The major human and mouse granzymes are structurally and functionally divergent
Web of Science
AuthorKaiserman, D; Bird, CH; Sun, J; Matthews, A; Ung, K; Whisstock, JC; Thompson, PE; Trapani, JA; Bird, PI
Source TitleThe Journal of Cell Biology
PublisherROCKEFELLER UNIV PRESS
University of Melbourne Author/sTrapani, Joseph
AffiliationSir Peter MacCallum Department of Oncology
Document TypeJournal Article
CitationsKaiserman, D., Bird, C. H., Sun, J., Matthews, A., Ung, K., Whisstock, J. C., Thompson, P. E., Trapani, J. A. & Bird, P. I. (2006). The major human and mouse granzymes are structurally and functionally divergent. JOURNAL OF CELL BIOLOGY, 175 (4), pp.619-630. https://doi.org/10.1083/jcb.200606073.
Access StatusOpen Access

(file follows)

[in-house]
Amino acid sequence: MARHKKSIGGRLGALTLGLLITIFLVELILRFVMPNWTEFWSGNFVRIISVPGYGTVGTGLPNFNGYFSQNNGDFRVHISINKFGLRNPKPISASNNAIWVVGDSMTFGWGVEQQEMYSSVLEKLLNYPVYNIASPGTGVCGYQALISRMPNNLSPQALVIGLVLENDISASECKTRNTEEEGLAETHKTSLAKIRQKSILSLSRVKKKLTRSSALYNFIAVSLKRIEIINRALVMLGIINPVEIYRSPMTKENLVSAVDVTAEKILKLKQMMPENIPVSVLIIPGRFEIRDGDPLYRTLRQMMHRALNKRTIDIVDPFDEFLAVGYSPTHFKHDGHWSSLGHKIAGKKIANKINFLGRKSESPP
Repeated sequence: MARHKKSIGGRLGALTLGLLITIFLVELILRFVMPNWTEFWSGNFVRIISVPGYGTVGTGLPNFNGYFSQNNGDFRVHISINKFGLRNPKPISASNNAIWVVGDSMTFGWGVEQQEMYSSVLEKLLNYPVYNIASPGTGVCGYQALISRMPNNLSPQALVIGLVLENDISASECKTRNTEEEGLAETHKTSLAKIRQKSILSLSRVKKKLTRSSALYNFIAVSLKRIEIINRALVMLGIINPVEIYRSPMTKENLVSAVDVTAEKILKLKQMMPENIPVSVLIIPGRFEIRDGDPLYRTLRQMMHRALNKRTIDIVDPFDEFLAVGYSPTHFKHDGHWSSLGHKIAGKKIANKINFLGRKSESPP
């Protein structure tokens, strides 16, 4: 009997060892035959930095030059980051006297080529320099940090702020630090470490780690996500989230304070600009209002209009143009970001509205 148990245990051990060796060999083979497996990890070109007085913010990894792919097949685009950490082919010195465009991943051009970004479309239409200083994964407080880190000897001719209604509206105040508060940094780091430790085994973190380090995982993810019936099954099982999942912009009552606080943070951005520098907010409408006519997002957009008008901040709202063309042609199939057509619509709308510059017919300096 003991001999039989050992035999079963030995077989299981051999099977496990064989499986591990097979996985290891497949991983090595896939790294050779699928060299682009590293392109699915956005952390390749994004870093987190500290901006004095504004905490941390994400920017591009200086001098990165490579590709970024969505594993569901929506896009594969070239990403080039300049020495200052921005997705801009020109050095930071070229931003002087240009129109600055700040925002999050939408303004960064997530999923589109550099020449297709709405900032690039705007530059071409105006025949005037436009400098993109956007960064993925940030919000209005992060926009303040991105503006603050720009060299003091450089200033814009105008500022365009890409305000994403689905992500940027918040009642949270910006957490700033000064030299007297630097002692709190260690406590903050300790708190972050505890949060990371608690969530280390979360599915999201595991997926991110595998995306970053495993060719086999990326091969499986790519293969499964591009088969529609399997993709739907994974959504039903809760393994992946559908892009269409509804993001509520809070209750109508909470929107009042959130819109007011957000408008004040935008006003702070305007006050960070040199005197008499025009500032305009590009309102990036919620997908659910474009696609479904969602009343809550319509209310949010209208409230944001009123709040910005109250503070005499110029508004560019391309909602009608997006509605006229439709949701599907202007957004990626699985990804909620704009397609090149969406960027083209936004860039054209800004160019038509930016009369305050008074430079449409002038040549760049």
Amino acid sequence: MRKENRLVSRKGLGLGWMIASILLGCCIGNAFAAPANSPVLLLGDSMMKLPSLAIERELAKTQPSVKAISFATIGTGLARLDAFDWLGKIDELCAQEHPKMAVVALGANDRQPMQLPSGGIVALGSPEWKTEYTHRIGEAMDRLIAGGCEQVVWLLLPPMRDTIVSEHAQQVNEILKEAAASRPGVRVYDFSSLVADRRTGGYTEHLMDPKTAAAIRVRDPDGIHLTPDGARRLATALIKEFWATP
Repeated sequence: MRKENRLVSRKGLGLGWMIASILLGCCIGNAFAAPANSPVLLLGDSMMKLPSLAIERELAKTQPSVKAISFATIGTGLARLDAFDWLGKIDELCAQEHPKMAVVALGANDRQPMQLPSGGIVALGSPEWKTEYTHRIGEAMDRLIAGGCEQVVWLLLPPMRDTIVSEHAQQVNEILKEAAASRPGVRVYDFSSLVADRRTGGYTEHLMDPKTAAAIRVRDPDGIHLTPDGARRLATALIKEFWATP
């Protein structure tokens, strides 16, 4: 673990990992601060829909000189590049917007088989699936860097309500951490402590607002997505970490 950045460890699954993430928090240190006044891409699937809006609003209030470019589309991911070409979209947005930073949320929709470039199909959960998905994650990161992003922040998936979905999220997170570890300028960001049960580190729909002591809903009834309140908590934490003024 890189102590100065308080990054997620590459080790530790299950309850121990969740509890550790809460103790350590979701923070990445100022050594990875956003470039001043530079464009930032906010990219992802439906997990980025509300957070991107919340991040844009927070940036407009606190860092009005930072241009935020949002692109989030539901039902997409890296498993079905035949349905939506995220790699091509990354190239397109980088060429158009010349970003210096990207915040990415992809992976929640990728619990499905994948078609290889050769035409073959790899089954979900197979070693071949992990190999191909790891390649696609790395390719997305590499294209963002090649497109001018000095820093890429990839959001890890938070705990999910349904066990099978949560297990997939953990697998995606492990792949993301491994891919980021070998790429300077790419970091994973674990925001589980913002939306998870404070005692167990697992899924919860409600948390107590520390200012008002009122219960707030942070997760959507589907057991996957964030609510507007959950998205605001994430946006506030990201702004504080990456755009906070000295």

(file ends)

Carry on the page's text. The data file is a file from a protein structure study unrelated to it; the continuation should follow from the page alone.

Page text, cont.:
Approximately 2% of mammalian genes encode proteases. Comparative genomics reveals that those involved in immunity and reproduction show the most interspecies diversity and evidence of positive selection during evolution. This is particularly true of granzymes, the cytotoxic proteases of natural killer cells and CD8+ T cells. There are 5 granzyme genes in humans and 10 in mice, and it is suggested that granzymes evolve to meet species-specific immune challenge through gene duplication and more subtle alterations to substrate specificity. We show that mouse and human granzyme B have distinct structural and functional characteristics. Specifically, mouse granzyme B is 30 times less cytotoxic than human granzyme B and does not require Bid for killing but regains cytotoxicity on engineering of its active site cleft. We also show that mouse granzyme A is considerably more cytotoxic than human granzyme A. These results demonstrate that even "orthologous" granzymes have species-specific functions, having evolved in distinct environments that pose different challenges.
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